of friendship. Eshleman argues with André Leroi-Gourhan, in
particular, over and over again in Juniper Fuse. He writes
as a perpetual outsider, even after twenty-five years of research and
exploration in the caves; he refuses full participation in the dominant
and dominating anthropological discourse on the caves.
- Another degree of disciplinary pluralism: the poet among
psychologists and cultural theorists. Eshleman supplements the
archeologists and anthropologists with reference to C. G. Jung, Sandor
Ferenzci, Geza Róheim, Erich Neumann, Mikhail Bakhtin, Weston La
Barre, Charles Olson's Call Me Ishmael, Norman O. Brown,
Kenneth Grant, James Hillman, Hans Peter Duerr and Maxine
Sheets-Johnstone (xv). Here too is a tradition, this time in cultural
theory. It is the countercultural tradition in cultural theory.
- Finally, though most importantly perhaps, the poet is
among people. Jacques Marsal (1925-1988), for example, was among the
children who tumbled into Lascaux in 1940: he never really left. He
stayed nearby, leading tours and attending to the cave for the rest of
his life. Eshleman celebrates him in "Like Violets, He Said," a short
text of prose and poetry accompanied by the famous photo which documents,
in its way, the cave's discovery. "I'm overwhelmed," Eshleman observes,
"by the difference one person can make in the personality of a place, not
via declaration or sheer information, but by being folded in, obliquely,
wearing Lascaux, allowing its grace to loom, allowing us, hardly aware of
his movements, our own reading through his light" (98). The title of the
piece comes from Charles Olson's line, quoted in Eshleman's poem: "Men
spring up like violets when needed." Paul Blackburn also appears. The
piece is elegiac, moving. For Eshleman, the spirit of a place includes
the spirits of those who have passed through it. The piece is
metatextual, the stories layered in dense mosaic: Olson and Blackburn
taught Eshleman to perceive such spirits, and Marsal became one of them
just as Eshleman himself has now, for us.
- Juniper Fuse, far more so than the writings
of the prehistorians, courses with reference, with story. The central
contrast of the text is that between Eshleman's subjectivity and the
layers of reference--to poets, prehistorians, psychologists, and those
others who have peopled his experience--through which he experiences not
only the caves but the world. The motion of the text is characterized by
Eshleman's attempt to excavate, to get beneath these layers of meaning,
reference, or explanation, to sift beneath these presences to what he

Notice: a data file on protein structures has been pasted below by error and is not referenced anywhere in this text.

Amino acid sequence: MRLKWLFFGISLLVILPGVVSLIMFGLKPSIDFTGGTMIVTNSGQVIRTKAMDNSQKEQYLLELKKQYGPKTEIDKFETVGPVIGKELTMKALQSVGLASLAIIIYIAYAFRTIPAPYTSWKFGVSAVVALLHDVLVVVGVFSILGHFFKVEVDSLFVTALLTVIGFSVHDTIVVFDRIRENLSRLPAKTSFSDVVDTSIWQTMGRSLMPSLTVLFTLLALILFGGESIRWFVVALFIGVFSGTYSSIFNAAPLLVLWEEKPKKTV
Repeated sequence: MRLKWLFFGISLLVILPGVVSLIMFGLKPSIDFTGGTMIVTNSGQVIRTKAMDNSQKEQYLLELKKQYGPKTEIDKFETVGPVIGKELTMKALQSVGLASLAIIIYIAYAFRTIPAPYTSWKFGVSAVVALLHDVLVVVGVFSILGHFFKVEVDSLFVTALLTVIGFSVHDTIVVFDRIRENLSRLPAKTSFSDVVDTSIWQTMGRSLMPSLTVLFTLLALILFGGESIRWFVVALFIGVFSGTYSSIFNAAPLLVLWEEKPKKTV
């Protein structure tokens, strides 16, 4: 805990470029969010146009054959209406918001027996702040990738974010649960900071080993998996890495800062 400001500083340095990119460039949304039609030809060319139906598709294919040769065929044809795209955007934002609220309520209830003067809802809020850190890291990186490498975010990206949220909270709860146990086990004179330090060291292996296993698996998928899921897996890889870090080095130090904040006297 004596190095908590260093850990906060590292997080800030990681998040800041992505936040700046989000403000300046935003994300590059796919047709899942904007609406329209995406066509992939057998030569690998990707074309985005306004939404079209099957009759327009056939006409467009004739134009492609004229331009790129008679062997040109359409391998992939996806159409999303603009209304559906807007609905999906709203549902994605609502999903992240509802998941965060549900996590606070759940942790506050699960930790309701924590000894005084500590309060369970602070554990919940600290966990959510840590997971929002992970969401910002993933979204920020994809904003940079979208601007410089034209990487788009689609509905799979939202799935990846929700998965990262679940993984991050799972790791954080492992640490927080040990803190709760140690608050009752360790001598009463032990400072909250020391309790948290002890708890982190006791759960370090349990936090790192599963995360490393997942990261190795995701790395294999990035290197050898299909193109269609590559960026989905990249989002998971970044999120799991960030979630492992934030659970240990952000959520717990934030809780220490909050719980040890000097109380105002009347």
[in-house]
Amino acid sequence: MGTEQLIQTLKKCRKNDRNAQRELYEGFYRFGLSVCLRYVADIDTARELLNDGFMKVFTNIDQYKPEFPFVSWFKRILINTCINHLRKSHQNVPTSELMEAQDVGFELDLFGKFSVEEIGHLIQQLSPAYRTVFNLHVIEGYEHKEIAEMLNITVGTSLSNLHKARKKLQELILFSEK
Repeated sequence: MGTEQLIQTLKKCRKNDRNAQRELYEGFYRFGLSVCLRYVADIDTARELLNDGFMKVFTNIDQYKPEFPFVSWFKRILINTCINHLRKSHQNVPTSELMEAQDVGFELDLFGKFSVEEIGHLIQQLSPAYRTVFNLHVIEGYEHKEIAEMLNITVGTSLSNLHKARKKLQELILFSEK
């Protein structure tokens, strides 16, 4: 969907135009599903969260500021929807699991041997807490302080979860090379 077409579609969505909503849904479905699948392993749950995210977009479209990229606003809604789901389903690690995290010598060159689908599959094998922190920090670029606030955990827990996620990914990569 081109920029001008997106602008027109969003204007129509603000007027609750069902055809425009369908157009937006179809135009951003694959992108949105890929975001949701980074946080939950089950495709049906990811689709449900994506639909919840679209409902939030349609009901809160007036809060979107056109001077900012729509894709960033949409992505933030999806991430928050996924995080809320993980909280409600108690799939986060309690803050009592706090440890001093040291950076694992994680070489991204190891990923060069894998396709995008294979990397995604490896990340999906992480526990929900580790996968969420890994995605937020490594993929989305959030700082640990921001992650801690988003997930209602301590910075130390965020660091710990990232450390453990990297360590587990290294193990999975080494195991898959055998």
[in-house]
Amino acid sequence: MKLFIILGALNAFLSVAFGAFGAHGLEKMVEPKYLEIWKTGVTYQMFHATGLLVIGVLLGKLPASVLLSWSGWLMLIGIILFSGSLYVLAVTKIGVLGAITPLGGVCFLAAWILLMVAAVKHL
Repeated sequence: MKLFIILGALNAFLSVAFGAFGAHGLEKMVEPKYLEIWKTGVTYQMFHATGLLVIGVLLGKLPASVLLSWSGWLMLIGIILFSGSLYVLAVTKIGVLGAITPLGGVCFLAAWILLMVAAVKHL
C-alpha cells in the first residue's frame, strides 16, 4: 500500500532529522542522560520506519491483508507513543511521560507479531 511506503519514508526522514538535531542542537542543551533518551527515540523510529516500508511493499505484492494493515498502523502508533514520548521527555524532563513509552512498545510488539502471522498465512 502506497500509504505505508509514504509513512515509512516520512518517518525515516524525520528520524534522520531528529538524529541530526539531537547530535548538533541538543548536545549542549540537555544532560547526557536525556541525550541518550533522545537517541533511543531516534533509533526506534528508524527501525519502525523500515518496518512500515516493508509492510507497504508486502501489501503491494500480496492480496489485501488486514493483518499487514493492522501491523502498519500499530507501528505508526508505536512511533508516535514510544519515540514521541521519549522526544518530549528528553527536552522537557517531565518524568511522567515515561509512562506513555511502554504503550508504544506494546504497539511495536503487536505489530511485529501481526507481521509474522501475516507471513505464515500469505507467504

only experiences as absence, loss, the zero, the hole (26, 235). "Pure
loss pours through. I'm home" (100).
- Eshleman's subjectivity, often present in rough physical
terms, in-the-minute descriptions of the physical experiences of the
caves, grounds the book. His response to the writings of the
prehistorians is always to test their maps, their drawings, or their
descriptions, finally their theories, against his own experience of the
caves. If he corrects any given theory or explanation, as he often does,
it is based on personal observation. He offers a careful description of
crawling through caves, or of standing in a space that lacks sufficient
oxygen, or of his eyes adjusting to the light of the dark. Such
observations are denied us by the disciplinary responsibility of the
anthropologists, the objective necessity of science. Juniper
Fuse offers a phenomenology of the painted caves.
- The subject of the book, then, is decidedly Clayton
Eshleman. But Eshleman both is and is not alone. A self-proclaimed and
perennial amateur before the culturally legitimated authorities--the
scientists, the anthropologists--Eshleman nevertheless speaks from the
ground of a different authority. Awed and annihilated by the cave
imagery that is his concern, he rediscovers himself in the animals and
hybrid humanoids pictured therein. "If the figure of the interior leper
took me backward, it was also a comment on the present: the rediscovery
of my own monstrosity while studying the grotesqueness of hybrid cave
- For Eshleman, "a single smoking road leads from
Indianapolis [where he grew up] to Lascaux" (91). It runs via Auschwitz
and Hiroshima. The history of man is a history of horrors.
Faced with so much story, I release my grip
from Whitman's hand, "agonies are one of my changes of
garments"--in the face of Auschwitz?
- In tracing the roots of symbolic consciousness, Eshleman
has written a book of the dead, an incantation for absent beasts and
beings. Odysseus stands in Hades as his tutelary figure (67).
We are thus, in the late twentieth century, witness to the following
phantasmagorical and physical spectacle: The animal images in the Ice
Age caves are also the ghosts of species wiped out at the beginning of
our Holocene epoch; today they "stand in" for the species we are daily
eliminating. [...] Such images are primogeneous to the extinction of
possibly all animal life. (248)
- Eshleman's postmodernism is that of Charles Olson. In
response to the totalizing, exclusionary, hierarchical trend in
modernity, he speaks for those who cannot. In Juniper Fuse,
he gives voice to the animals and humans, prehistoric or present, who
haunt the caves. His celebrated corpus in translation--of César
Vallejo, of Aimée Césaire, of Antonin Artaud and others--is
but another form of this same project.
COPYRIGHT (c) 2004 BY Stuart Kendall.